- Published on 27 October 2017
A recent report as part of an Australian parliamentary inquiry into hearing health has revealed that Aboriginal and Torres Strait Islander children are at critical risk from otitis media infections.
The newspaper The Australian reports that at any one time up to 90% of children in remote communities are experiencing an ear infection. These infections are known to be related to hearing loss. Moreover, 74% of school-age children in the Anangu Pitjantjatjara Yankunytjatjara lands (APY) and Tjarutja lands (central and south Australia) failed a standard hearing test and more than 30% had eardrum perforations.
According to the article, Australia’s general population is in the top three in the world in terms of hearing healthcare, while Aboriginal and Torres Strait Islander children are probably in the bottom three. Hearing abilities are cited as crucial to development: when children are not able to hear correctly, their life trajectory changes for the worse. Hearing difficulties can be associated with depression, negative social interactions, and ultimately substance abuse problems. Even the prevalence of jail terms and suicide are increased in these populations.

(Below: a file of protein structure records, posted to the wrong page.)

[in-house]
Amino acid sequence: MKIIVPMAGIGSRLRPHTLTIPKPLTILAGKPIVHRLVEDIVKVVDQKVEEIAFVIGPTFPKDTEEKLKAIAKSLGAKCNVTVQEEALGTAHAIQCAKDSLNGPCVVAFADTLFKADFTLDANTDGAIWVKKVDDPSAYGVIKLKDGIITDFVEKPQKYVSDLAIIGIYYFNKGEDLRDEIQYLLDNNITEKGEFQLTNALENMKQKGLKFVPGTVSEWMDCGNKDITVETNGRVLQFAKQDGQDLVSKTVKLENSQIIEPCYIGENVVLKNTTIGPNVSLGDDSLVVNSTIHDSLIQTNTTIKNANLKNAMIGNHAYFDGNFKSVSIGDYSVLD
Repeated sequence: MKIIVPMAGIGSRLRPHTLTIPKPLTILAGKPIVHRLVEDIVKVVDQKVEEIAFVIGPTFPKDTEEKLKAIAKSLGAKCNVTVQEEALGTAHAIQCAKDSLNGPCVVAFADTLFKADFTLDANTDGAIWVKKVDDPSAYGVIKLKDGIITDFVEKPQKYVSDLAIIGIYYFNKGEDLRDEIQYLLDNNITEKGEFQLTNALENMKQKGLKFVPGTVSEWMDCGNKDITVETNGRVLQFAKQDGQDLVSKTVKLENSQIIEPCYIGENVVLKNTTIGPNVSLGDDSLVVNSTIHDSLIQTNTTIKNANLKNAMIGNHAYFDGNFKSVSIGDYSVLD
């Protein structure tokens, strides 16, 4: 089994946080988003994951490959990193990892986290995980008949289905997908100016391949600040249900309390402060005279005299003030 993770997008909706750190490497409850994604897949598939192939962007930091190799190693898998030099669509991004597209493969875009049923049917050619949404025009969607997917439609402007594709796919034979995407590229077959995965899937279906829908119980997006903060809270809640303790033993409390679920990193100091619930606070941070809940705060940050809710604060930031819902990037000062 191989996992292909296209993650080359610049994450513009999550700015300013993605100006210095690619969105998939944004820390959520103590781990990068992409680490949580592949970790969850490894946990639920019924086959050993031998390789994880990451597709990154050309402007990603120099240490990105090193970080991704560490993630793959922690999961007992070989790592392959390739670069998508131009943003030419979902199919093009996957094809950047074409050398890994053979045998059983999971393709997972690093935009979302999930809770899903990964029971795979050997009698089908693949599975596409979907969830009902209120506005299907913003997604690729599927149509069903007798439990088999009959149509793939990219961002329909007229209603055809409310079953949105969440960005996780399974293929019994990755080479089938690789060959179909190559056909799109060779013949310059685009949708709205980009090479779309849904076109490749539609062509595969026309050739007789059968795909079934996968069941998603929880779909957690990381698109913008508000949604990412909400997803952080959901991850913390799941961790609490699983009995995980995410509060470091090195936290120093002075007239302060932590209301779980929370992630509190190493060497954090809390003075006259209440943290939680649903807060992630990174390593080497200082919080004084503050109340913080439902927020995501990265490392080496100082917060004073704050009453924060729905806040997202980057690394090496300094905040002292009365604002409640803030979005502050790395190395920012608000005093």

The Australian government spends millions of dollars annually on its “Closing the Gap” programs, but hearing loss appears to be overlooked as a factor in the success of these initiatives. Much progress has been made in preventing avoidable blindness in Aboriginal communities, while the authorities are still unable to monitor the national prevalence of ear disease, its geographic distribution and screening rates, along with wait times between referrals and whether timely and appropriate treatments are being made available.
Source: The Australian